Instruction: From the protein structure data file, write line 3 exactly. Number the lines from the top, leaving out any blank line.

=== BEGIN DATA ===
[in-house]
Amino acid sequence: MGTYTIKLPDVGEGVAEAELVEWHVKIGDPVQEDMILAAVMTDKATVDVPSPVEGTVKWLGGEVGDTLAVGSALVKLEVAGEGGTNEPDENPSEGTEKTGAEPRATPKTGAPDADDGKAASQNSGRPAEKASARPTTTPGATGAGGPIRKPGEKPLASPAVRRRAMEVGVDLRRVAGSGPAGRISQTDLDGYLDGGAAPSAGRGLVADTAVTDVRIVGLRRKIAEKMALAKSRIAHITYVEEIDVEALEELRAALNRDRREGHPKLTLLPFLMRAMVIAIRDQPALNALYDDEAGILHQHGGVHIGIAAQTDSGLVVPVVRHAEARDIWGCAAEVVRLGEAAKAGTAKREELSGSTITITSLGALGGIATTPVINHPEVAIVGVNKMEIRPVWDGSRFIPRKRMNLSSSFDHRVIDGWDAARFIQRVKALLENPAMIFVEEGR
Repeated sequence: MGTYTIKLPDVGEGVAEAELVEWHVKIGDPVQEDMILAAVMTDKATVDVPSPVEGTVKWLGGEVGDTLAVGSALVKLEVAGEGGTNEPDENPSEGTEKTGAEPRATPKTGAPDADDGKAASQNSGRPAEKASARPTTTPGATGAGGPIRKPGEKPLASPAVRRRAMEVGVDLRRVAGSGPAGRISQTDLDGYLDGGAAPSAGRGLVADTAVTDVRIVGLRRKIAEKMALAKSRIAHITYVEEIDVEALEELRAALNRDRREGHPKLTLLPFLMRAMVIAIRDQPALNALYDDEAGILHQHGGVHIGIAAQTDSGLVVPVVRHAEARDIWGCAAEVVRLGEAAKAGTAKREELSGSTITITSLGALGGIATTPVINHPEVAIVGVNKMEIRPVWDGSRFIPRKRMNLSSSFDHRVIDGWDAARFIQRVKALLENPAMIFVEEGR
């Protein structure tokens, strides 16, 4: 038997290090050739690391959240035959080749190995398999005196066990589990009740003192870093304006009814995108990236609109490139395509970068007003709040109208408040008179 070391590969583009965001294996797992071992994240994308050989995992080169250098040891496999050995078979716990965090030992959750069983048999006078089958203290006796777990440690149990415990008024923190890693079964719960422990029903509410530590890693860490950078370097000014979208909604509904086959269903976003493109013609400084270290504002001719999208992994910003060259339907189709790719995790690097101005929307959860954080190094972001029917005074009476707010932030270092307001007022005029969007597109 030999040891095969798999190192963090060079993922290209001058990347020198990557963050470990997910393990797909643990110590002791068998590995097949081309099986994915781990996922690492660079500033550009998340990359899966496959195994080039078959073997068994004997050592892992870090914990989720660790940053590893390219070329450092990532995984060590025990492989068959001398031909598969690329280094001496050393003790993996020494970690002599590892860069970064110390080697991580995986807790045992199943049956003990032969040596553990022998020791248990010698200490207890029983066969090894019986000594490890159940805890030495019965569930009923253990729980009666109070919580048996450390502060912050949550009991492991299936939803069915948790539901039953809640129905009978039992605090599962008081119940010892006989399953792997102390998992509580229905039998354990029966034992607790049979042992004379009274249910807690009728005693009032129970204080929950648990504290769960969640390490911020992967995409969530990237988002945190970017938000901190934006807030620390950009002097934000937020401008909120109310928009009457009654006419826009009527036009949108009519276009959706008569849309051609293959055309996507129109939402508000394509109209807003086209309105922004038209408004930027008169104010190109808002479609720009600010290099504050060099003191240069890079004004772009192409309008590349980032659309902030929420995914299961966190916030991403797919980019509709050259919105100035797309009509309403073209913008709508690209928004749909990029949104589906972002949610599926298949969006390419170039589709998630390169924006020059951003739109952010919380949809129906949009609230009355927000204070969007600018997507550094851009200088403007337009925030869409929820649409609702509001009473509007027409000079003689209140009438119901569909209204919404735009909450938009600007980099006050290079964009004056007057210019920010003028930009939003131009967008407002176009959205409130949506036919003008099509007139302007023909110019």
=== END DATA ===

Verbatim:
Repeated sequence: MGTYTIKLPDVGEGVAEAELVEWHVKIGDPVQEDMILAAVMTDKATVDVPSPVEGTVKWLGGEVGDTLAVGSALVKLEVAGEGGTNEPDENPSEGTEKTGAEPRATPKTGAPDADDGKAASQNSGRPAEKASARPTTTPGATGAGGPIRKPGEKPLASPAVRRRAMEVGVDLRRVAGSGPAGRISQTDLDGYLDGGAAPSAGRGLVADTAVTDVRIVGLRRKIAEKMALAKSRIAHITYVEEIDVEALEELRAALNRDRREGHPKLTLLPFLMRAMVIAIRDQPALNALYDDEAGILHQHGGVHIGIAAQTDSGLVVPVVRHAEARDIWGCAAEVVRLGEAAKAGTAKREELSGSTITITSLGALGGIATTPVINHPEVAIVGVNKMEIRPVWDGSRFIPRKRMNLSSSFDHRVIDGWDAARFIQRVKALLENPAMIFVEEGR